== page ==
And now we’ll move on
Some post-election observations:
• During the campaign, U.S. Sen. Harry Reid finally seemed to be getting the message about the “imaginary filibuster,” a Senate ritual under which a single senator can impose a cloture supermajority on any bill, thus requiring 60 votes to pass bills. Senators are not actually required to filibuster, only threaten to.
This procedure, adopted in 1975, originally had a good purpose. It kept the Senate floor clear for other business instead of tied up by filibusters. But that assumed no one would abuse the procedure. Today, it is routinely abused. Each Congress, dozens of imaginary filibusters are mounted by senators who have no intention of actually filibustering. They just want to use the filibuster-level vote threshold to stop bills, making supermajorities routine and causing incessant deal-making.
Reid doesn’t need to do away with real filibusters (though it would be a good idea), only with the imaginary kind. During the campaign he said, “We’re going to have to change it” because of the abuses. The Wall Street Journal now speculates that Reid will back off because of the reduced Democratic majority and because the imaginary filibuster offers an advantage to Democrats now that there is a Republican House majority. But it is always going to be strategically inconvenient for one party or the other to get rid of the imaginary filibuster. And though the WSJ reports that “a change in the filibuster rule could be made through a majority vote,” in fact no rules change is needed. The imaginary filibuster—which is the kind that is abused—is not authorized in the rules. It’s just a Senate leadership tactic.
Sen. Reid should follow through. The issue is not party advantage, it’s a dysfunctional Senate.
• There’s a change the Nevada Legislature should make in state statutes as soon as lawmakers go into session, and it’s a shame it wasn’t made years ago. They should amend Nevada Revised Statute 353.230 to provide that in the future, the state budget office is promptly turned over to the governor-elect.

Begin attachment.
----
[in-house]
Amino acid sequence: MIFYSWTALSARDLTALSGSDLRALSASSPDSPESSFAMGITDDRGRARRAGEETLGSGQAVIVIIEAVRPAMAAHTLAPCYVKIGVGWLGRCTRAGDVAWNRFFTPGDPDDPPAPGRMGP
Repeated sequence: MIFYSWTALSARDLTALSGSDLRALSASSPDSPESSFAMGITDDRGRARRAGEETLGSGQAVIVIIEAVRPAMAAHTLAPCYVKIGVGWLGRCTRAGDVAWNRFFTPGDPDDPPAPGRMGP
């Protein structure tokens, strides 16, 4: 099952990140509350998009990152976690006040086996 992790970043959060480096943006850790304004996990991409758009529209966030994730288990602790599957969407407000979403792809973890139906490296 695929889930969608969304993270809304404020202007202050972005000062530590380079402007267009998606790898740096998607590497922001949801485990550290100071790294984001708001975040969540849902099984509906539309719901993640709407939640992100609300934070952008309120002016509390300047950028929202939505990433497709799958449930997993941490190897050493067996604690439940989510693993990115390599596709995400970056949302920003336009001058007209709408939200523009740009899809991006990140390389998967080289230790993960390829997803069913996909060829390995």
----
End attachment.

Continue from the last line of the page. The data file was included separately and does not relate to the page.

That’s the way it works in California. When Jerry Brown won the election, he gained control of the process by which the governor’s budget recommendations to the legislature are written. Unfortunately, the same does not happen in Nevada.
There are plenty of years, as was the case when Jim Gibbons was elected to replace Kenny Guinn, when the budget priorities of the new governor are sharply different from those of the outgoing governor. The budget recommendations should reflect the new governor’s policy positions.
When Brian Sandoval takes office, he will inherit budget recommendations written by a governor who was rejected by Republican voters last June. There will be little time for the new governor to do much more than tinker with them. That process may be eased somewhat because Sandoval kept on Gibbons’ able budget director Andrew Clinger, but the state can’t count on that always being the case. The sentiment of voters, as expressed in elections, should be better represented in the budget process.
• In every election when there are glitches and breakdowns, plenty of people are happy to fault election officials, often in unnecessarily insulting language. This election ran smoothly, with few problems or interruptions, and election officials—certainly including Washoe Registrar Dan Burk and his crew—are entitled to the praise and thanks of all of us, including their chronic critics.